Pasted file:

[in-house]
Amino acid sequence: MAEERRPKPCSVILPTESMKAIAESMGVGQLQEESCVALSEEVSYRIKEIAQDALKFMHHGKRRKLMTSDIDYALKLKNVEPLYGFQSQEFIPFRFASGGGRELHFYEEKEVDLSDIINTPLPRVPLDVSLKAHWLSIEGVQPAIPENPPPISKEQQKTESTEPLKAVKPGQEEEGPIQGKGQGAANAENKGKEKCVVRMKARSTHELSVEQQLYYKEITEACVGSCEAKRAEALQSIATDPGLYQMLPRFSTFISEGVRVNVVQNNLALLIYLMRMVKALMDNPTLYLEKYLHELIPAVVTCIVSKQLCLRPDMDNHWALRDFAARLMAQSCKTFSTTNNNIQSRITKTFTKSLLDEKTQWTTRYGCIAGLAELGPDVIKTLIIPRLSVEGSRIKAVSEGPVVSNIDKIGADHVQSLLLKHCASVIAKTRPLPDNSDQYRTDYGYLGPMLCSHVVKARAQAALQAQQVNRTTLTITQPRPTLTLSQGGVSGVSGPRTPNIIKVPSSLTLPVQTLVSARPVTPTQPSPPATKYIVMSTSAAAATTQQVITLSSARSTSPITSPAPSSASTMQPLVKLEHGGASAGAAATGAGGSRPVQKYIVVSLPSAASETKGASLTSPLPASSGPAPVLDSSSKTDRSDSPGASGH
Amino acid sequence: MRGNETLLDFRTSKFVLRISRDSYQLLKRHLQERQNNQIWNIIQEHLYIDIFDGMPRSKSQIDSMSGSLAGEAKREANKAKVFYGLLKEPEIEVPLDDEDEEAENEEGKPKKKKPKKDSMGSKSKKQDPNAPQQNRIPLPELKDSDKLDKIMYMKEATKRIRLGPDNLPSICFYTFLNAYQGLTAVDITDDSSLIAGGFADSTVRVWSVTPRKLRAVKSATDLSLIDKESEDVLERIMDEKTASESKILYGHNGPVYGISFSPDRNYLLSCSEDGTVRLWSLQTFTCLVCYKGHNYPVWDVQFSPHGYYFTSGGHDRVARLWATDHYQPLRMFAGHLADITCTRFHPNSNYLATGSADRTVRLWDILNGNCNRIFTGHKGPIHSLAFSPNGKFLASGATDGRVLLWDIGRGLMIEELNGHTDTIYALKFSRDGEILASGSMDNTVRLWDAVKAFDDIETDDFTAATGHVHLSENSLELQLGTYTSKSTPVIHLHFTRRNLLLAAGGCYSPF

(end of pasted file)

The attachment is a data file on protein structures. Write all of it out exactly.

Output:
[in-house]
Amino acid sequence: MAEERRPKPCSVILPTESMKAIAESMGVGQLQEESCVALSEEVSYRIKEIAQDALKFMHHGKRRKLMTSDIDYALKLKNVEPLYGFQSQEFIPFRFASGGGRELHFYEEKEVDLSDIINTPLPRVPLDVSLKAHWLSIEGVQPAIPENPPPISKEQQKTESTEPLKAVKPGQEEEGPIQGKGQGAANAENKGKEKCVVRMKARSTHELSVEQQLYYKEITEACVGSCEAKRAEALQSIATDPGLYQMLPRFSTFISEGVRVNVVQNNLALLIYLMRMVKALMDNPTLYLEKYLHELIPAVVTCIVSKQLCLRPDMDNHWALRDFAARLMAQSCKTFSTTNNNIQSRITKTFTKSLLDEKTQWTTRYGCIAGLAELGPDVIKTLIIPRLSVEGSRIKAVSEGPVVSNIDKIGADHVQSLLLKHCASVIAKTRPLPDNSDQYRTDYGYLGPMLCSHVVKARAQAALQAQQVNRTTLTITQPRPTLTLSQGGVSGVSGPRTPNIIKVPSSLTLPVQTLVSARPVTPTQPSPPATKYIVMSTSAAAATTQQVITLSSARSTSPITSPAPSSASTMQPLVKLEHGGASAGAAATGAGGSRPVQKYIVVSLPSAASETKGASLTSPLPASSGPAPVLDSSSKTDRSDSPGASGH
Amino acid sequence: MRGNETLLDFRTSKFVLRISRDSYQLLKRHLQERQNNQIWNIIQEHLYIDIFDGMPRSKSQIDSMSGSLAGEAKREANKAKVFYGLLKEPEIEVPLDDEDEEAENEEGKPKKKKPKKDSMGSKSKKQDPNAPQQNRIPLPELKDSDKLDKIMYMKEATKRIRLGPDNLPSICFYTFLNAYQGLTAVDITDDSSLIAGGFADSTVRVWSVTPRKLRAVKSATDLSLIDKESEDVLERIMDEKTASESKILYGHNGPVYGISFSPDRNYLLSCSEDGTVRLWSLQTFTCLVCYKGHNYPVWDVQFSPHGYYFTSGGHDRVARLWATDHYQPLRMFAGHLADITCTRFHPNSNYLATGSADRTVRLWDILNGNCNRIFTGHKGPIHSLAFSPNGKFLASGATDGRVLLWDIGRGLMIEELNGHTDTIYALKFSRDGEILASGSMDNTVRLWDAVKAFDDIETDDFTAATGHVHLSENSLELQLGTYTSKSTPVIHLHFTRRNLLLAAGGCYSPF